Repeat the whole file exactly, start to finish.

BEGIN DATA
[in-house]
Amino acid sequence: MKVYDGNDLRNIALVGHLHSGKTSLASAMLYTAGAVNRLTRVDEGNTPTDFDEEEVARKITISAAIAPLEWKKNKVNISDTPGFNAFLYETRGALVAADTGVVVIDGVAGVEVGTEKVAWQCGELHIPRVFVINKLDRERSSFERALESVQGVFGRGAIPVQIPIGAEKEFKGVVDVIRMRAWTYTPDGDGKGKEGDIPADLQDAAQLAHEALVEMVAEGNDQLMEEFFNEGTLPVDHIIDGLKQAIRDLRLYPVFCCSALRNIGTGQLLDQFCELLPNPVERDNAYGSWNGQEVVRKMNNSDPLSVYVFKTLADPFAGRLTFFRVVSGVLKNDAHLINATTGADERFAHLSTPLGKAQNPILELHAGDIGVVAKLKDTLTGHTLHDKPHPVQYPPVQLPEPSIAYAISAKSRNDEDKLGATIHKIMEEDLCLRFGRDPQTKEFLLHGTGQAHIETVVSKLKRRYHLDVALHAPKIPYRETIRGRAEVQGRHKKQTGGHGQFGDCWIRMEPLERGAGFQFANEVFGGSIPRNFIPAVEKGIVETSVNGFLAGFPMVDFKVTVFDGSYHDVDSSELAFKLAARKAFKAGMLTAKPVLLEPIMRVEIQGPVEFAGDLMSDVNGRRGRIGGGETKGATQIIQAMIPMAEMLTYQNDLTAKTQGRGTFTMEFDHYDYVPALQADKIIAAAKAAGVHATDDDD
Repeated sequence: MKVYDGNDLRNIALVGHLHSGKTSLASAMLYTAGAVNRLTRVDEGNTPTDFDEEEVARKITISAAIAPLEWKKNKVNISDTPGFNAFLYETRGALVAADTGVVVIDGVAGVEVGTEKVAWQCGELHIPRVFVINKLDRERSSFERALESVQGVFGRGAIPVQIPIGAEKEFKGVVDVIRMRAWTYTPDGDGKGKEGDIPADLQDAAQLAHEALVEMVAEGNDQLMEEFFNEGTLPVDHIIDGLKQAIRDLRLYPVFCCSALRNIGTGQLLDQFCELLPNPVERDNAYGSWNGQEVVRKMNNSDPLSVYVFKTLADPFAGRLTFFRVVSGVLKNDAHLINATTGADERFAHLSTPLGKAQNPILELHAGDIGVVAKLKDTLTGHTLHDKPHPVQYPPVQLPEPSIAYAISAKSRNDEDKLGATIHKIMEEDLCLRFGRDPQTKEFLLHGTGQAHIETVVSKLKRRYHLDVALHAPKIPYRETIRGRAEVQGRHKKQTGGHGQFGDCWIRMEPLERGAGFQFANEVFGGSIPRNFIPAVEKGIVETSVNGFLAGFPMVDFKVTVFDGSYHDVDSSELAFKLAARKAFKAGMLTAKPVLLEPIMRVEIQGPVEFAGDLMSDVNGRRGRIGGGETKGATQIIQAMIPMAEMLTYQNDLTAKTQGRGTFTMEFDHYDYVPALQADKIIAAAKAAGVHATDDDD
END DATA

[in-house]
Amino acid sequence: MKVYDGNDLRNIALVGHLHSGKTSLASAMLYTAGAVNRLTRVDEGNTPTDFDEEEVARKITISAAIAPLEWKKNKVNISDTPGFNAFLYETRGALVAADTGVVVIDGVAGVEVGTEKVAWQCGELHIPRVFVINKLDRERSSFERALESVQGVFGRGAIPVQIPIGAEKEFKGVVDVIRMRAWTYTPDGDGKGKEGDIPADLQDAAQLAHEALVEMVAEGNDQLMEEFFNEGTLPVDHIIDGLKQAIRDLRLYPVFCCSALRNIGTGQLLDQFCELLPNPVERDNAYGSWNGQEVVRKMNNSDPLSVYVFKTLADPFAGRLTFFRVVSGVLKNDAHLINATTGADERFAHLSTPLGKAQNPILELHAGDIGVVAKLKDTLTGHTLHDKPHPVQYPPVQLPEPSIAYAISAKSRNDEDKLGATIHKIMEEDLCLRFGRDPQTKEFLLHGTGQAHIETVVSKLKRRYHLDVALHAPKIPYRETIRGRAEVQGRHKKQTGGHGQFGDCWIRMEPLERGAGFQFANEVFGGSIPRNFIPAVEKGIVETSVNGFLAGFPMVDFKVTVFDGSYHDVDSSELAFKLAARKAFKAGMLTAKPVLLEPIMRVEIQGPVEFAGDLMSDVNGRRGRIGGGETKGATQIIQAMIPMAEMLTYQNDLTAKTQGRGTFTMEFDHYDYVPALQADKIIAAAKAAGVHATDDDD
Repeated sequence: MKVYDGNDLRNIALVGHLHSGKTSLASAMLYTAGAVNRLTRVDEGNTPTDFDEEEVARKITISAAIAPLEWKKNKVNISDTPGFNAFLYETRGALVAADTGVVVIDGVAGVEVGTEKVAWQCGELHIPRVFVINKLDRERSSFERALESVQGVFGRGAIPVQIPIGAEKEFKGVVDVIRMRAWTYTPDGDGKGKEGDIPADLQDAAQLAHEALVEMVAEGNDQLMEEFFNEGTLPVDHIIDGLKQAIRDLRLYPVFCCSALRNIGTGQLLDQFCELLPNPVERDNAYGSWNGQEVVRKMNNSDPLSVYVFKTLADPFAGRLTFFRVVSGVLKNDAHLINATTGADERFAHLSTPLGKAQNPILELHAGDIGVVAKLKDTLTGHTLHDKPHPVQYPPVQLPEPSIAYAISAKSRNDEDKLGATIHKIMEEDLCLRFGRDPQTKEFLLHGTGQAHIETVVSKLKRRYHLDVALHAPKIPYRETIRGRAEVQGRHKKQTGGHGQFGDCWIRMEPLERGAGFQFANEVFGGSIPRNFIPAVEKGIVETSVNGFLAGFPMVDFKVTVFDGSYHDVDSSELAFKLAARKAFKAGMLTAKPVLLEPIMRVEIQGPVEFAGDLMSDVNGRRGRIGGGETKGATQIIQAMIPMAEMLTYQNDLTAKTQGRGTFTMEFDHYDYVPALQADKIIAAAKAAGVHATDDDD